It was in 1981 when the futuristic Manta 400 first débuted in the UK, driven by Tony Fall. It was at this time that Jimmy McRae was competing in the Opel Ascona 400. Fall was confident he could make the Manta competitive in a few months. It took until 1983 before the FIA gave the official stamp of approval, and the new rally car made its world début in Corsica, driven by Guy Fréquelin.
Unlike the Ascona 400, the Manta makes full use of Kevlar body panels; the front panel, front wings, hood, doors, rear arches, boot lid, spoiler and even headlight holders are all made from the lightweight material, saving a total of 80 kg. To further help distribute the weight, the engine was moved back six cm. With a number of improvements, the Manta 400 was ultimately more competitive than its predecessor. The Cosworth engine, unlike its 144 bhp baby brother, produces 275 bhp in phase 3, in Weber carburetted form.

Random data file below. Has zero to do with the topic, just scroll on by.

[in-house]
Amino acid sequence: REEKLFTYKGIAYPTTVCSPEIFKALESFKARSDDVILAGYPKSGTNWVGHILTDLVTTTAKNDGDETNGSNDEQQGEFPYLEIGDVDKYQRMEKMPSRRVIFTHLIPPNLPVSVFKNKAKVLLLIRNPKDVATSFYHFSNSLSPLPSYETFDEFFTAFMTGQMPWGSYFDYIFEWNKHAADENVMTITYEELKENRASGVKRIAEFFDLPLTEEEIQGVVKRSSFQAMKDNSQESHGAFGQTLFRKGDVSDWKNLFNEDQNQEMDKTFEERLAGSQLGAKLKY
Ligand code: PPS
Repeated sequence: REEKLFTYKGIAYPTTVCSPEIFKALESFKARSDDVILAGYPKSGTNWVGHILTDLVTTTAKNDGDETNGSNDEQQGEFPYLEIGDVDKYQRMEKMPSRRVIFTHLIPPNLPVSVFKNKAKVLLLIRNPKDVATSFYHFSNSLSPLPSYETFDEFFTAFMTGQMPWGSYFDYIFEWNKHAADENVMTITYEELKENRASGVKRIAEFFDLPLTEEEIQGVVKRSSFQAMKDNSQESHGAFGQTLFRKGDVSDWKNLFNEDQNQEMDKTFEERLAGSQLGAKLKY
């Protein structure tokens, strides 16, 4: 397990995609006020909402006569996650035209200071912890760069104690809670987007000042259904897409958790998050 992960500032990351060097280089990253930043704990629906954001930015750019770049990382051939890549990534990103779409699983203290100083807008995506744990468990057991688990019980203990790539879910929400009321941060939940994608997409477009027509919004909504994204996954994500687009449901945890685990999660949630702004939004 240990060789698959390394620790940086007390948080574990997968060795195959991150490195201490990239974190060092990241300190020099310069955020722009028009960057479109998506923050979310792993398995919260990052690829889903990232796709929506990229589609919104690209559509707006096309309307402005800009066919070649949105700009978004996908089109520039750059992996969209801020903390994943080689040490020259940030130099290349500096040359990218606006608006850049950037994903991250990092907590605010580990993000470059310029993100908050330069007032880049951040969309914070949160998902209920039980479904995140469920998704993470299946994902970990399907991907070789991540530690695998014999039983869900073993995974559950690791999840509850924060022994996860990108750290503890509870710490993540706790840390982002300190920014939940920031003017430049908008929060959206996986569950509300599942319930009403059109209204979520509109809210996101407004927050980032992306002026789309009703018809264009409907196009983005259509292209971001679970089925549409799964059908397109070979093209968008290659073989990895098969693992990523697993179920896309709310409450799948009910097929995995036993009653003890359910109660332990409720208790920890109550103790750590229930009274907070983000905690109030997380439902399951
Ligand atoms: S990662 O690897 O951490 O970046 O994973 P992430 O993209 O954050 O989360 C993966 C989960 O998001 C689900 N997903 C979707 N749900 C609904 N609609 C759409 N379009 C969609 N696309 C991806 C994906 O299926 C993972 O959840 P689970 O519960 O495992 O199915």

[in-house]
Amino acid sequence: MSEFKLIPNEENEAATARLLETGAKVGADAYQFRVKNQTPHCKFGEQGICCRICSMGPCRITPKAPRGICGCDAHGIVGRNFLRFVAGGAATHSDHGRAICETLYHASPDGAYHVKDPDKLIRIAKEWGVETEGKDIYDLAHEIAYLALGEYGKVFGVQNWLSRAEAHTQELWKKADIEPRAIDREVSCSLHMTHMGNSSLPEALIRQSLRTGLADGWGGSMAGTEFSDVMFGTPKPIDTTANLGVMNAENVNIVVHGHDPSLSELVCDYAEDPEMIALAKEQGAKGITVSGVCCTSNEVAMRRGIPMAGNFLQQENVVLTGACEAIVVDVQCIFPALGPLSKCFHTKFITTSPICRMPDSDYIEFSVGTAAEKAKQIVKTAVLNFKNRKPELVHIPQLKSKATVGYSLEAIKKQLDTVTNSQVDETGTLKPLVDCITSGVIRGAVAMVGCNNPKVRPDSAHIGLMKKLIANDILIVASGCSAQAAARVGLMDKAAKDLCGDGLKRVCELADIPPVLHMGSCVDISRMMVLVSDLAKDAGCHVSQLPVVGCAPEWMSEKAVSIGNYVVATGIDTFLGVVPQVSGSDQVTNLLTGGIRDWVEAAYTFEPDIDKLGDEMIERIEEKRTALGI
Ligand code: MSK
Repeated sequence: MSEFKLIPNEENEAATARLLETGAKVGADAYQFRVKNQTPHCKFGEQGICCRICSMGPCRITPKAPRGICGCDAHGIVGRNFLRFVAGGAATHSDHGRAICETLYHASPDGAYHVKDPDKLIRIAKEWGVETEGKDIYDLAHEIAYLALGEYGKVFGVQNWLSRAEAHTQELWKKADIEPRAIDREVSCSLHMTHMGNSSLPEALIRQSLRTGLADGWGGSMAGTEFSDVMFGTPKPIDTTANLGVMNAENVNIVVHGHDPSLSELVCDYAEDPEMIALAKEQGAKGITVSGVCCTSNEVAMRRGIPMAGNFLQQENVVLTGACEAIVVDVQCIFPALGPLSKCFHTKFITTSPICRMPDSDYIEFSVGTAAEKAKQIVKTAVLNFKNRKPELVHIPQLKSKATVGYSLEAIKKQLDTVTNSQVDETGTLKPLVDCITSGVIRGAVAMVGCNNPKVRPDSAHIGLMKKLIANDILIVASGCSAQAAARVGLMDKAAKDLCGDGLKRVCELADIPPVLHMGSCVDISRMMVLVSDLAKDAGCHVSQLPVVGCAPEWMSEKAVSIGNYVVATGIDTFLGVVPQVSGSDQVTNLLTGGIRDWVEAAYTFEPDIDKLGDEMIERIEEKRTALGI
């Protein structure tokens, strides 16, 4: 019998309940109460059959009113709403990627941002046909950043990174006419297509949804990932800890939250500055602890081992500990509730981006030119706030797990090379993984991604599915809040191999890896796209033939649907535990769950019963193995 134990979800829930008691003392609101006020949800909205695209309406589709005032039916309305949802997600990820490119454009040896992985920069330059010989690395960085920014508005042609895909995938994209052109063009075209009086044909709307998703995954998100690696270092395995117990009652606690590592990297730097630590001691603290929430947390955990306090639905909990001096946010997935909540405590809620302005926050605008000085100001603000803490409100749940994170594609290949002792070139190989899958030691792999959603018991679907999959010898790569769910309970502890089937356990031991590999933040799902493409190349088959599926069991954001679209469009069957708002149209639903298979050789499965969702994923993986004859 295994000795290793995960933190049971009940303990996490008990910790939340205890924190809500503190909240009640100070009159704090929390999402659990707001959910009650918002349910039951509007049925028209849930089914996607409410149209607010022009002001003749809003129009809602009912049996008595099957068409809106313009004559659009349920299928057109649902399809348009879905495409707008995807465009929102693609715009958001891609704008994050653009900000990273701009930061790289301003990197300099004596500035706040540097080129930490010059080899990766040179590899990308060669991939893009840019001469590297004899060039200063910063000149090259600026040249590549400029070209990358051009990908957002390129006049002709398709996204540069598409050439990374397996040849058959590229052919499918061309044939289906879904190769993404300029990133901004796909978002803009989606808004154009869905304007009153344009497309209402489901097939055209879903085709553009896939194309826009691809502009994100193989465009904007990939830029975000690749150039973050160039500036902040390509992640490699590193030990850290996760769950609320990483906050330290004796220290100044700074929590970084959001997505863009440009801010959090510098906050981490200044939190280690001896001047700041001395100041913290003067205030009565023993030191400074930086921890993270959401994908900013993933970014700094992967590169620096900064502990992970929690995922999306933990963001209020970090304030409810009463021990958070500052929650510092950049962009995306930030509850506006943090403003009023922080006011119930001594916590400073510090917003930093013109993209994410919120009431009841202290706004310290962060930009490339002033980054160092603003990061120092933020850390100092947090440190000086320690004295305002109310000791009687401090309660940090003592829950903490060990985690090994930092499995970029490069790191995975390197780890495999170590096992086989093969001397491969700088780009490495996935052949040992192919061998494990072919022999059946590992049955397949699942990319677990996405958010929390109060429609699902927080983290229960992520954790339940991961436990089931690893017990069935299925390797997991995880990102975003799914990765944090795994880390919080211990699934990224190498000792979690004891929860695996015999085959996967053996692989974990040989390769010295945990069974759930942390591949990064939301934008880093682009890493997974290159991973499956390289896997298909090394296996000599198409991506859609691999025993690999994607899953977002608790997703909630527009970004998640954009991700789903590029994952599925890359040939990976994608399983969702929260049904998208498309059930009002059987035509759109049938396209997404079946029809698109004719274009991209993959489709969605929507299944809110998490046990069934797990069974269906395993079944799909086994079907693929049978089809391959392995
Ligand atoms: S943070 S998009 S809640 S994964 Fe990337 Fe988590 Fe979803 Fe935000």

This Opel Manta was converted by its previous owner in Switzerland with no expense spared a number of years ago and still presents itself in stunning overall condition. Fitted with the 2-litre OHC injected engine, and with authentic full rally gear, roll cage, fuel cell etc it would make the perfect entrant to the ever growing 1980’s international Historic Rally scene. A car for the cognoscenti.